|Object type||Personal Equipment|
|Physical description||Aluminium, Cotton, Cotton webbing, Latex rubber, Leather, Wood|
Air Cruisers Company, Inc
|Place made||United States of America: New Jersey|
Second World War, 1939-1945
Life preserver vest Type B-3 : Flight Lieutenant W P Thorpe, 10 Squadron, RAAF
Yellow B3 model life preserver vest made from yellow cotton enclosing two latex rubber bladders (front and rear), now perished. A small toggle-activated CO2 cylinder is mounted behind each lower front panel for inflating the vest, and a pair of rubber tipped aluminium inflation tubes are fitted to the upper right section, allowing the wearer to inflate the bladders if the cylinders fail. A cotton webbing loop is attached close to these and is designed to locate the tubes close to the wearer's mouth - the perished tubes no longer pass through this. A pair of yellow cotton webbing straps with adjusting buckles are located at the base of the vest for securing around the wearer's waist and under the crutch. A leather panel, designed to stop wearing and rubbing of the vest by the parachute straps, is sewn to the front of the vest. It has been decorated in black ink with a pair of RAAF wings surmounted by a kangaroo and a lion holding a boomerang. An inked and painted design below this now only features a pair of circles and a star with all the painted elements almost effaced, although enough paint exists to presume one was a British RAF roundel. The name 'Jo' has been inked onto the proper upper left panel; the lower left panel is printed with the maker's and model details and states: 'Vest, Life Preserver / Type B-3 / Spec No 84-3065-B / Date of Mfr: July 1942 / Contract W 535 AC 23619 / Air Cruisers Inc'.
Life preserver associated with the service of 407014 Flight Lieutenant Wynton Powell Thorpe of Adelaide, SA, born 17 July 1920, who enlisted on 29 April 1940. Thorpe trained in Australia, including with the Seaplane Training Flight at Rathmines, through 1940 and early 1941 before embarking for the UK, where he commenced operations with 10 Squadron RAAF at Mount Batten and later Pembroke Dock. He flew his first operational flight (an anti-submarine patrol) on 17 May 1941. Thorpe served with 10 Squadron until March 1943, mainly flying (as either pilot or co-pilot) convoy escorts, anti-submarine or anti-shipping patrols. Notable operations include supporting a Commando raid in April 1942; surviving a JU88 attack and attacking U boats. On 27 July 1942, in the Bay of Biscay, Thorpe's Sunderland was making a bombing approach on shipping when they encountered a Messerschmitt 109 fighter. In his debriefing, Thorpe stated 'The ME came up on the starboard quarter and rapidly moved on to the beam. I told Jack to have a crack at him as he went around on the starboard quarter. Then I saw he was trying to do a side-slipping turn to get a shot at our nose, and I told nose to give him a nudge as he went past. The last I saw of the Jerry was when he came out under the port wing in a vertical dive for the drink.' Almost immediately after downing the ME 109, they started their bombing run on the shipping and were hit by flak, igniting a flare and narrowing missing both pilots. Despite this, they were able to return to base.
On 13 November 1942, Thorpe was captaining Sunderland W6054/D which picked up five passengers in Gibraltar for a return flight to Plymouth. Among these five was Captain Frederic Thornton `Fritz` Peters, DSO, DSC and bar, DSC (U.S.) of the Royal Navy. Peters had just been released from a Vichy French jail at Oran Harbour by US Forces on 10 November after leading Operation Reservist, a raiding party of two cutters and two motor launches which attempted to capture the Algerian harbour two nights previously, where he was injured and captured. After the Allied landings at Oran he was released and was in Gibraltar to fly directly to a briefing on the attack with Winston Churchill. He was later recommended for a Victoria Cross for his actions at Oran.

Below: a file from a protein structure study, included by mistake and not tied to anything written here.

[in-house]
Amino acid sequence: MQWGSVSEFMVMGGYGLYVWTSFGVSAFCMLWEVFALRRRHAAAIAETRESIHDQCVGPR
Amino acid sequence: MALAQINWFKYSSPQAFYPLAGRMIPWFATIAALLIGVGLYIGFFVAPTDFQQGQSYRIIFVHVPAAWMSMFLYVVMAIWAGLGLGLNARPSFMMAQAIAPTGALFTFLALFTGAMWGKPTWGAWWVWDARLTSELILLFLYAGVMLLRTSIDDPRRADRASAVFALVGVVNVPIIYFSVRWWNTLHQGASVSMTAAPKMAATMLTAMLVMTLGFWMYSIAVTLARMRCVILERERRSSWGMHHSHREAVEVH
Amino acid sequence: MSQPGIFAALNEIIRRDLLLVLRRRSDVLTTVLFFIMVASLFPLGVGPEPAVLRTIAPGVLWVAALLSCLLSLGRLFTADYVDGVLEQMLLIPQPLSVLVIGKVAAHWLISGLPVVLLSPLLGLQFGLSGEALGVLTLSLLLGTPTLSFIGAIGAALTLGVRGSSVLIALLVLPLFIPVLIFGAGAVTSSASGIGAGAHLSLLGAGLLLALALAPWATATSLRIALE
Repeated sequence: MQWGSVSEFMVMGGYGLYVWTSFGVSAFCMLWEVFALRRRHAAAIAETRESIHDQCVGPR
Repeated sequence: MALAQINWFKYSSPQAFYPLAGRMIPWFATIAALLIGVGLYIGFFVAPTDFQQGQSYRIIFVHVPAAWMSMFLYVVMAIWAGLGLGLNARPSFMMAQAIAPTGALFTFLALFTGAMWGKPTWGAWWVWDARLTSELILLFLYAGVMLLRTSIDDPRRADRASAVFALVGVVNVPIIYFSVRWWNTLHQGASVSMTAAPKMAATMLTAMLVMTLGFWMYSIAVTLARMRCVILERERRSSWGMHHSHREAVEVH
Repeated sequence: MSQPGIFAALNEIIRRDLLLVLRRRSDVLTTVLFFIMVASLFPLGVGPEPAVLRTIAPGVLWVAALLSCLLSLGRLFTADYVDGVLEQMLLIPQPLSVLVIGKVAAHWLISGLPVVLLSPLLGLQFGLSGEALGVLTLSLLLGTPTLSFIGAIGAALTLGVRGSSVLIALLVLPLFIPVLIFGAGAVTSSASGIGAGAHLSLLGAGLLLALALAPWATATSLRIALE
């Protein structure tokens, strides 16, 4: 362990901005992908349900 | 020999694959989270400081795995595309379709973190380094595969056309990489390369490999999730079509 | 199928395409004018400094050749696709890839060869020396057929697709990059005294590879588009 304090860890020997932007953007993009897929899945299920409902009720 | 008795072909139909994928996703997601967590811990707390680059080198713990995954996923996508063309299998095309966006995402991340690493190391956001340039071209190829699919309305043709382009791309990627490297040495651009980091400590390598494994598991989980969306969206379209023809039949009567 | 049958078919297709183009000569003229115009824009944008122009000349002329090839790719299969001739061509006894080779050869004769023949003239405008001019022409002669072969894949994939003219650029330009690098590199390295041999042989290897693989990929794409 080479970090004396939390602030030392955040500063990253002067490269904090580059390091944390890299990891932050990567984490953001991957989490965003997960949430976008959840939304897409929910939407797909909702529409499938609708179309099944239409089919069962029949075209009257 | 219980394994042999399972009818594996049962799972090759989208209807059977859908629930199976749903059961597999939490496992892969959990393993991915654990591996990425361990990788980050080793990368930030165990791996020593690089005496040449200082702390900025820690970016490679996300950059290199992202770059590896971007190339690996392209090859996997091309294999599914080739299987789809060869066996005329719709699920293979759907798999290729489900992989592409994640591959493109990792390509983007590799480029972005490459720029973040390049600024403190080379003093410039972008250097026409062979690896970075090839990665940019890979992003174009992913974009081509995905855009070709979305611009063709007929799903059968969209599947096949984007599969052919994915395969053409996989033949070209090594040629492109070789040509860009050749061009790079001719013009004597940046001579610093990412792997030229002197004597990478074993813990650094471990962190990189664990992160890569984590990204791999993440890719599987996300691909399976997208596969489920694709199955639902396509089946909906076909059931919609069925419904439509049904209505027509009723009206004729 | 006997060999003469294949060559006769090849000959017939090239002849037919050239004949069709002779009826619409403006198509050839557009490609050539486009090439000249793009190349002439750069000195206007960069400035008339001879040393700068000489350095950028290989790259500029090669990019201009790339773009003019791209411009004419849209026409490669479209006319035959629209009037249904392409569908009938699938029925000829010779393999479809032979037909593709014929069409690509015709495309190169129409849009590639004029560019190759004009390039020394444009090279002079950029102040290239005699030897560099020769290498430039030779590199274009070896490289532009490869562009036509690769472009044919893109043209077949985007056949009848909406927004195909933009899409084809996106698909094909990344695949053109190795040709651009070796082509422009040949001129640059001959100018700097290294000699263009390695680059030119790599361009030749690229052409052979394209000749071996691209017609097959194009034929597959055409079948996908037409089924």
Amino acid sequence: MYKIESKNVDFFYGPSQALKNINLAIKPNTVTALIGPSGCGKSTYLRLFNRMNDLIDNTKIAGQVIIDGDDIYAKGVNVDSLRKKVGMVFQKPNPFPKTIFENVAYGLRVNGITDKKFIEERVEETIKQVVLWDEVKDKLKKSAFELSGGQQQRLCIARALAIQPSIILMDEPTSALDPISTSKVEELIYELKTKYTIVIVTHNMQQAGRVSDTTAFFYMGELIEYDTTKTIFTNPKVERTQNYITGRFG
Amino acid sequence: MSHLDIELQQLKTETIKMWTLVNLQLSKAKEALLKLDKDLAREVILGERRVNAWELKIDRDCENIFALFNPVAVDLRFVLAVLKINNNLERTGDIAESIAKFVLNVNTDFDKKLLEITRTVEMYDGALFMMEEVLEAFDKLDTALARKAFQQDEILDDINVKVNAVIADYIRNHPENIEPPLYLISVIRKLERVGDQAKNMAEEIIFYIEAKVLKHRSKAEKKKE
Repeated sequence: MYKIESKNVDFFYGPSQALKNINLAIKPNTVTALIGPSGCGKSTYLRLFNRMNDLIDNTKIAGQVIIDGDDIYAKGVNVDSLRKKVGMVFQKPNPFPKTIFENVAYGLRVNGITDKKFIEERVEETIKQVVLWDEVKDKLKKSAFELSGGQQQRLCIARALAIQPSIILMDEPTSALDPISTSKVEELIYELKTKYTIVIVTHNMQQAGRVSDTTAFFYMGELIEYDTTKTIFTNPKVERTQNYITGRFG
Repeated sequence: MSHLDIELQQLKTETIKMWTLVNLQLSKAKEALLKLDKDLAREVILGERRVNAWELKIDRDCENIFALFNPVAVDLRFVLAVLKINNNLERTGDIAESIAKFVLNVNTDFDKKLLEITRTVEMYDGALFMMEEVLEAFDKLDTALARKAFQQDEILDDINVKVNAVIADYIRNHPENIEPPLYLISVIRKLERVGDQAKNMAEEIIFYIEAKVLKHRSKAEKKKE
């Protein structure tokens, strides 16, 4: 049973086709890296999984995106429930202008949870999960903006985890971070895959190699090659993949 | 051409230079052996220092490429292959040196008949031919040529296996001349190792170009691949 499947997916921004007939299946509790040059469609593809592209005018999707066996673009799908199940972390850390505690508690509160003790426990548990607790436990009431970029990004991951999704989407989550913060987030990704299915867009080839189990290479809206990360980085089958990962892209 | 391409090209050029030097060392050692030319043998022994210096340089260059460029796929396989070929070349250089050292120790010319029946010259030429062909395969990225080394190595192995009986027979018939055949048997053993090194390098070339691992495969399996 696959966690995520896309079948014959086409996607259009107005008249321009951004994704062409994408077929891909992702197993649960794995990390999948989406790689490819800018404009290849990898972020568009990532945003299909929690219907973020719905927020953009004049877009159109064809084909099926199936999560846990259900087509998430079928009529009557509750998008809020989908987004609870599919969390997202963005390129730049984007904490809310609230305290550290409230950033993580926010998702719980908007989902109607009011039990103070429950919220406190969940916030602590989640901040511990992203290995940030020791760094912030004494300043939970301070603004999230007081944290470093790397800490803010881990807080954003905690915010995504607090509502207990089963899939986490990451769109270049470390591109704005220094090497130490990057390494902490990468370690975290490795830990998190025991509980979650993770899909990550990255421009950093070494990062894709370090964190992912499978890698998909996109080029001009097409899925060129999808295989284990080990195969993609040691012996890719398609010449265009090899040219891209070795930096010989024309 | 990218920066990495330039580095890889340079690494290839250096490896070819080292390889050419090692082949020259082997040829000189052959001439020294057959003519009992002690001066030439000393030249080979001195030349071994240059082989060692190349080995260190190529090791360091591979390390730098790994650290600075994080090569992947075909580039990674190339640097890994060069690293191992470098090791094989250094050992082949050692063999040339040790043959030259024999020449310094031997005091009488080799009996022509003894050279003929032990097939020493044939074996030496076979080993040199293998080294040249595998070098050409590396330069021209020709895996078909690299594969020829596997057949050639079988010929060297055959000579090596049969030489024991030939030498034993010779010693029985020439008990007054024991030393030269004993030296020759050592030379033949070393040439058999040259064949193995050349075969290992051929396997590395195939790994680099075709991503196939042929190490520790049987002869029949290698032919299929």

The Sunderland ran into increasingly violent weather which changed to thick fog as they approached England; Thorpe recalled that 'the night was as black as the inside of a cat' and, with 15 minutes of fuel left, he chanced a landing, relying solely on his altimeter to gauge his landing height. 'The altimeter was reading 600 feet when we slammed into the sea.' Crashing at full power, the Sunderland split in half and spilled its passengers and crew into the icy cold sea. Despite all the 11 crew surviving, all the passengers either died on impact or succumbed to the cold. Thorpe tried to save the injured Captain Peters, but he died in the 90 minutes it took to rescue the downed crew; Thorpe later discovered Peters was recommended for a VC. Flight Lieutenant Thorpe was wearing this Mae West inflatable vest when the accident occurred and credits it with saving his life. Thorpe embarked from England on 8 April 1943, and returned to Australia via the United States of America, disembarking at Brisbane, Queensland on 24 July 1943. In Australia Thorpe served in the Operations Room, Townsville; 3 Air Observers' School, Port Pirie, South Australia and 1 Operational Training Unit (OTU) at Sale. He converted to Catalinas and, in 1945, flew with 11 and 20 Squadrons. He was discharged on 28 March 1946. Wynton Powell Thorpe passed away on 12 July 2008. One of the propellers from his crashed Sunderland was recovered from outside the breakwater at Mount Batten in the 1980s by Neil Griffin and was donated to the Bull Creek Museum in Western Australia. A portrait of Thorpe was undertaken by Colin Colahan in England in 1942 and is held in the Memorial's collection under reference ART23535.